“Working with Lawrence was like having a tooth extracted while being simultaneously battered over the head with a baseball bat,” Rivers joked, exhibiting a sense of humor that was key in collaborating with an individual as flaky as Lawrence. “Good end results, though.”
Immersed in left-of-center pop, Felt was Rivers’ gentle push back towards the median. His next project, however, was a full tug on the shirt sleeve. In 1985, Rivers was called on to produce the second single from Creation Records darlings The Loft, a quartet fronted by the oft-puffy Pete Astor. The end result was one of indie pop’s standout numbers, “Up the Hill and Down the Slope,” which featured a caprioling, circular melody, clumsy rhythm guitars, and cryptic lyrics detailing one gent’s desire to make a killing in the music business. The song was a massive hit, spending 19 weeks on the independent charts during the summer of ‘85.
Meanwhile, Woodbine began to outgrow Rivers’ home. “I started with only two tracks,” he remembered. “And built up through four, eight, 16, 24—to the dizzy[ing] number possible with ProTools, which I now use.”
Subsequent endeavors found Rivers continuing to dabble with indie pop, as he worked with acts featured on NME’s C86 compilation, as well as those affiliated with the scene the cassette lent its name to. In 1986, he produced the eponymous third single for Talulah Gosh, as well as its follow-up, “Bringing Up Baby,” two tracks constructed around Amelia Fletcher’s divine vocals and the band’s penchant for gussying up standard punk.
One year later, he produced the debut albums of two Scottish groups: The Close Lobsters’ Foxheads Stalk This Land and The Pastels’ Up for a Bit with the Pastels. The former features guitars kissed with summer sunshine and a knife-sharp, clean sound; the latter encapsulated what made Stephen Pastel so affecting to indie pop enthusiasts: when it comes to songwriting, emotionalism is often more crucial than aptitude (“Address Book,” “Baby Honey”).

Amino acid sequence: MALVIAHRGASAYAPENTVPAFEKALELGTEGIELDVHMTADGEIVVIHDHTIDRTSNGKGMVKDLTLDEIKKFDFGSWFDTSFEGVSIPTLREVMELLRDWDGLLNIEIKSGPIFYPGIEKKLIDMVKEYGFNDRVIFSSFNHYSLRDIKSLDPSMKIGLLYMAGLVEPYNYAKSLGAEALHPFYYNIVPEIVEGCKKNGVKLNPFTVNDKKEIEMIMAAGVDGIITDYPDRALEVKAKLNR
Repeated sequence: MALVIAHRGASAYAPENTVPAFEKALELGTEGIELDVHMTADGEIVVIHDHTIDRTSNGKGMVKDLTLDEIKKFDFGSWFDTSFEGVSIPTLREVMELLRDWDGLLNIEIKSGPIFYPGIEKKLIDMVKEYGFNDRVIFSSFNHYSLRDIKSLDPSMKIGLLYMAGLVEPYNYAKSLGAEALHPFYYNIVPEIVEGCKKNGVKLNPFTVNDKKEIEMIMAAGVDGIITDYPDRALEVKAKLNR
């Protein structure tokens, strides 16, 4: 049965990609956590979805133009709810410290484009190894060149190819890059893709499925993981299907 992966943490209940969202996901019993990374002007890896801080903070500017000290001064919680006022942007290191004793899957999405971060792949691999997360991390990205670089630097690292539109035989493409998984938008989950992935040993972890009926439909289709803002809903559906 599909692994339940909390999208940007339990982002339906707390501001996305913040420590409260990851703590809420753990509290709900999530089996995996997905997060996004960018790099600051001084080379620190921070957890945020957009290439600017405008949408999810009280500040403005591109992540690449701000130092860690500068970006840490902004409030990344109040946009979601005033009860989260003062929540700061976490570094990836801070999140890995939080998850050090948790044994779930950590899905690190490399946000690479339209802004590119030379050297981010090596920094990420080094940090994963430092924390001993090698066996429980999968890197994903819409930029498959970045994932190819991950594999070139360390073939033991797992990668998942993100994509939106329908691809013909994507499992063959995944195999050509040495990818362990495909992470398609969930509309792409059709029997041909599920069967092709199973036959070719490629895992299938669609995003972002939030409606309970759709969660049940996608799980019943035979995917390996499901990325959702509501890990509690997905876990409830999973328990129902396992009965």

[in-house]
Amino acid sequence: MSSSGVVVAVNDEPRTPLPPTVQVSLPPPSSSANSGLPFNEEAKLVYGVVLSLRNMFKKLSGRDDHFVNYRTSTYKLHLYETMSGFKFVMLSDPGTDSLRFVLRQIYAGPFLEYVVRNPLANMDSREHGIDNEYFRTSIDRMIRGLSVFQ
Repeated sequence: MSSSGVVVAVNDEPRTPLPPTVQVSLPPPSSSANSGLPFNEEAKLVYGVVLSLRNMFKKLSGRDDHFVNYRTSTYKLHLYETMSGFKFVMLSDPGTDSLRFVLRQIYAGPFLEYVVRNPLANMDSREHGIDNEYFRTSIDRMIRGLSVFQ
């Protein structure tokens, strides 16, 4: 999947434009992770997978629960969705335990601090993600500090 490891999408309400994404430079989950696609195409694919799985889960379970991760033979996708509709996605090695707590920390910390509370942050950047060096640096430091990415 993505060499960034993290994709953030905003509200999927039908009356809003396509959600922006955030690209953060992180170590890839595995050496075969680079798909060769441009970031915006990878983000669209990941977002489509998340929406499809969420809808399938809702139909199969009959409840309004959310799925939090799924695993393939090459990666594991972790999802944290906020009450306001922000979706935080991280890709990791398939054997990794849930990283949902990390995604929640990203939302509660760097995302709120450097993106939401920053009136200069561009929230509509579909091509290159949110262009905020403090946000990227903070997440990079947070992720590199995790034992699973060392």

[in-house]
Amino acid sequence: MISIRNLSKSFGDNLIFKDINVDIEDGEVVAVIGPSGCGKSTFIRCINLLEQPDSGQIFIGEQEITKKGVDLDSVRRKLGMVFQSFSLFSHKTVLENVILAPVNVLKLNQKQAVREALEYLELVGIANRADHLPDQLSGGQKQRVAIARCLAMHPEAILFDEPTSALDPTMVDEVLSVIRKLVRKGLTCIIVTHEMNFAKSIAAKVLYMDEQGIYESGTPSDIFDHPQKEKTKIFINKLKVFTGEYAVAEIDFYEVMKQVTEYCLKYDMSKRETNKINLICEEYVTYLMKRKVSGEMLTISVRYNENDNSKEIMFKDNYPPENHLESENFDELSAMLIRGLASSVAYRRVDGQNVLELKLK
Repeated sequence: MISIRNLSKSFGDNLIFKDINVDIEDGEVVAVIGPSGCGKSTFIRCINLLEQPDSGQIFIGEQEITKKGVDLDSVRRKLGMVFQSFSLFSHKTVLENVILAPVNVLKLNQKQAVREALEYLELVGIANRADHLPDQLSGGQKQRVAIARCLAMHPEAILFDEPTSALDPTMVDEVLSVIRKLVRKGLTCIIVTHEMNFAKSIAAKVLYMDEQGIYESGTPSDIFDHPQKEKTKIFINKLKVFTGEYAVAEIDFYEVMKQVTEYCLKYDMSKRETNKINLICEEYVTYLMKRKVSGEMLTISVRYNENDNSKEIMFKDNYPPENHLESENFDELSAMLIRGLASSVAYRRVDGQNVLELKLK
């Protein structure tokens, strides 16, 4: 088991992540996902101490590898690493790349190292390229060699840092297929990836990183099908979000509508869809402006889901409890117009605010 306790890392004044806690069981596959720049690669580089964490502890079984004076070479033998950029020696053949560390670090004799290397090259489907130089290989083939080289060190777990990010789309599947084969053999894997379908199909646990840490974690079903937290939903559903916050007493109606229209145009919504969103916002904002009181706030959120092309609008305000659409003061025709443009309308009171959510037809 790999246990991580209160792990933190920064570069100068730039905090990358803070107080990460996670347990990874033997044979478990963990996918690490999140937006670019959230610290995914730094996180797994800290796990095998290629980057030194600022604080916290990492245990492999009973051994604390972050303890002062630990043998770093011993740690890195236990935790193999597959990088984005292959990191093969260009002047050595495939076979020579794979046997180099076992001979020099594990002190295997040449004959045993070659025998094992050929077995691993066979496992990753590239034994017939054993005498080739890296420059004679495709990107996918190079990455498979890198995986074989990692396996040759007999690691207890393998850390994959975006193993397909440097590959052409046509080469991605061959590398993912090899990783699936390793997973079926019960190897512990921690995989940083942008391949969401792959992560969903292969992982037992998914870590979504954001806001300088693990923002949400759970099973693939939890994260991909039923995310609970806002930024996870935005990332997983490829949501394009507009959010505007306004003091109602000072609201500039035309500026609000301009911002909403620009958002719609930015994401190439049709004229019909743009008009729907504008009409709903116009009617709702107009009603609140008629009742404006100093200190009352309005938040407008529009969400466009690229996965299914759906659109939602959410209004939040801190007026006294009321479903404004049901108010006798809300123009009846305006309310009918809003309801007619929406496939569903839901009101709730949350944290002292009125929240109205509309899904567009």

Before the decade closed, Rivers produced Sharks, by the Postcard Records-inspired Mighty Mighty, and Crocodile Tears by The Chesterf!elds, its frenetic squalls of hyper-infectious guitar demonstrating why the band had plopped down an exclamation point into its moniker. Also, a working relationship with The Razorcuts churned out two albums (The World Keeps Turning and Storyteller)—and some of Rivers’ best production work. The Razorcuts sounded like beatific choir kids ditching songbooks and the loft for Rickenbackers and the garage, and Rivers deftly captured their puerile charm (“A Contract with God”) and occasional bouts of hyperactivity (“Try”) on both LPs.
One of the Leamington area’s most celebrated landmarks is the Midland Oak, which allegedly marks the very middle of England. Did Leamington’s central location also play a part in attracting so many artists to Woodbine? “In a studio you're totally isolated,” Rivers said. “So you could be in the North Pole for all the difference it would make.” However, Rivers believed economics was often a determining factor in selecting his services. “London studios tend to have huge running costs with little of that money producing a better recorded sound.”
In October of 2000, the aforementioned Twee.net began releasing compilations featuring long-forgotten indie pop from the 1980s. The series title? “The Sound of Leamington Spa.” It currently stands at five volumes and has drawn comparisons to the Pebbles compilations, which has highlighted hard-to-find 60s garage rock. Asked about the popularity of the series, as well as the swelling interest in the exuberant indie pop he once produced, Rivers exhibited his wit once more: “Some people just have cloth ears!”
Woodbine Street Studios